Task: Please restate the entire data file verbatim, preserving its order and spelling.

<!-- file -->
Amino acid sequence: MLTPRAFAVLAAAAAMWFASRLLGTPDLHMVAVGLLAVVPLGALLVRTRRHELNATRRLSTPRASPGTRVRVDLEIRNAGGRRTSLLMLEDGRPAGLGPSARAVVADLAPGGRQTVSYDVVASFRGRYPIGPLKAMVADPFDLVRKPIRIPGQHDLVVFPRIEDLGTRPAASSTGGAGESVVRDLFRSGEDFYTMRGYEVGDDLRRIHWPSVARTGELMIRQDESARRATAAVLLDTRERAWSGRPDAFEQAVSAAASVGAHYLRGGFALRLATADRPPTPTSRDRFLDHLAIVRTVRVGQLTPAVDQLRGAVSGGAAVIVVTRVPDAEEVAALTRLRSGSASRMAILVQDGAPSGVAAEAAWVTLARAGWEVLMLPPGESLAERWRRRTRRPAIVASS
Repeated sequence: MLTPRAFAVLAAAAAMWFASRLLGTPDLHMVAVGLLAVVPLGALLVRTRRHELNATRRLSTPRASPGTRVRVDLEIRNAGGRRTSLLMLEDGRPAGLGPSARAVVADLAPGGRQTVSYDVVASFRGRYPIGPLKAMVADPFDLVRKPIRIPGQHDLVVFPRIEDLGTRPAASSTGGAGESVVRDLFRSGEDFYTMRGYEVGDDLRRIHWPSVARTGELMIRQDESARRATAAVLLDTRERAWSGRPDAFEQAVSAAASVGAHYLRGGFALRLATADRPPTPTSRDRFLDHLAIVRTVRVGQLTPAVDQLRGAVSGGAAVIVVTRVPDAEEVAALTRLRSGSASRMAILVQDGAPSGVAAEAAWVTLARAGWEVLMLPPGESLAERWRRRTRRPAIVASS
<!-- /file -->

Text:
Amino acid sequence: MLTPRAFAVLAAAAAMWFASRLLGTPDLHMVAVGLLAVVPLGALLVRTRRHELNATRRLSTPRASPGTRVRVDLEIRNAGGRRTSLLMLEDGRPAGLGPSARAVVADLAPGGRQTVSYDVVASFRGRYPIGPLKAMVADPFDLVRKPIRIPGQHDLVVFPRIEDLGTRPAASSTGGAGESVVRDLFRSGEDFYTMRGYEVGDDLRRIHWPSVARTGELMIRQDESARRATAAVLLDTRERAWSGRPDAFEQAVSAAASVGAHYLRGGFALRLATADRPPTPTSRDRFLDHLAIVRTVRVGQLTPAVDQLRGAVSGGAAVIVVTRVPDAEEVAALTRLRSGSASRMAILVQDGAPSGVAAEAAWVTLARAGWEVLMLPPGESLAERWRRRTRRPAIVASS
Repeated sequence: MLTPRAFAVLAAAAAMWFASRLLGTPDLHMVAVGLLAVVPLGALLVRTRRHELNATRRLSTPRASPGTRVRVDLEIRNAGGRRTSLLMLEDGRPAGLGPSARAVVADLAPGGRQTVSYDVVASFRGRYPIGPLKAMVADPFDLVRKPIRIPGQHDLVVFPRIEDLGTRPAASSTGGAGESVVRDLFRSGEDFYTMRGYEVGDDLRRIHWPSVARTGELMIRQDESARRATAAVLLDTRERAWSGRPDAFEQAVSAAASVGAHYLRGGFALRLATADRPPTPTSRDRFLDHLAIVRTVRVGQLTPAVDQLRGAVSGGAAVIVVTRVPDAEEVAALTRLRSGSASRMAILVQDGAPSGVAAEAAWVTLARAGWEVLMLPPGESLAERWRRRTRRPAIVASS